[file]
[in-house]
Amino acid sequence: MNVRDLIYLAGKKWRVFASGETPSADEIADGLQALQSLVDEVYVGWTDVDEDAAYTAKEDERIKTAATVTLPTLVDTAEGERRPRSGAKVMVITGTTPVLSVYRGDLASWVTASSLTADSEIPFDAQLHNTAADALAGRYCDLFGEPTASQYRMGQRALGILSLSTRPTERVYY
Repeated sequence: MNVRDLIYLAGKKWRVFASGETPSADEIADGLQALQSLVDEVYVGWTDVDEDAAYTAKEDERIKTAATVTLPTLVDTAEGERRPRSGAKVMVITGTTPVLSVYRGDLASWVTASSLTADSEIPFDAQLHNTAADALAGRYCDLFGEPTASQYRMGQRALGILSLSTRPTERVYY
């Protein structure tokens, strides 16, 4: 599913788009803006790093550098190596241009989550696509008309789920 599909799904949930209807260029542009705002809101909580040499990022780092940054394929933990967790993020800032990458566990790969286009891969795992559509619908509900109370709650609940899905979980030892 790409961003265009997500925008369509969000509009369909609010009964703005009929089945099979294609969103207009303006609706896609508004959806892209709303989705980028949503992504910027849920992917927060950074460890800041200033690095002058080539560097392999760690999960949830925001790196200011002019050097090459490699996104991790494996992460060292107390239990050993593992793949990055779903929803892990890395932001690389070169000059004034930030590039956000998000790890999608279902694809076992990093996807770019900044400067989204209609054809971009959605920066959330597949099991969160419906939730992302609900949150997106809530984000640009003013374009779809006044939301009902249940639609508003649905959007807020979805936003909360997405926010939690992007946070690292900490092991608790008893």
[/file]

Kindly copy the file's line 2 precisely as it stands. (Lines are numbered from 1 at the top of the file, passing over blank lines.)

Amino acid sequence: MNVRDLIYLAGKKWRVFASGETPSADEIADGLQALQSLVDEVYVGWTDVDEDAAYTAKEDERIKTAATVTLPTLVDTAEGERRPRSGAKVMVITGTTPVLSVYRGDLASWVTASSLTADSEIPFDAQLHNTAADALAGRYCDLFGEPTASQYRMGQRALGILSLSTRPTERVYY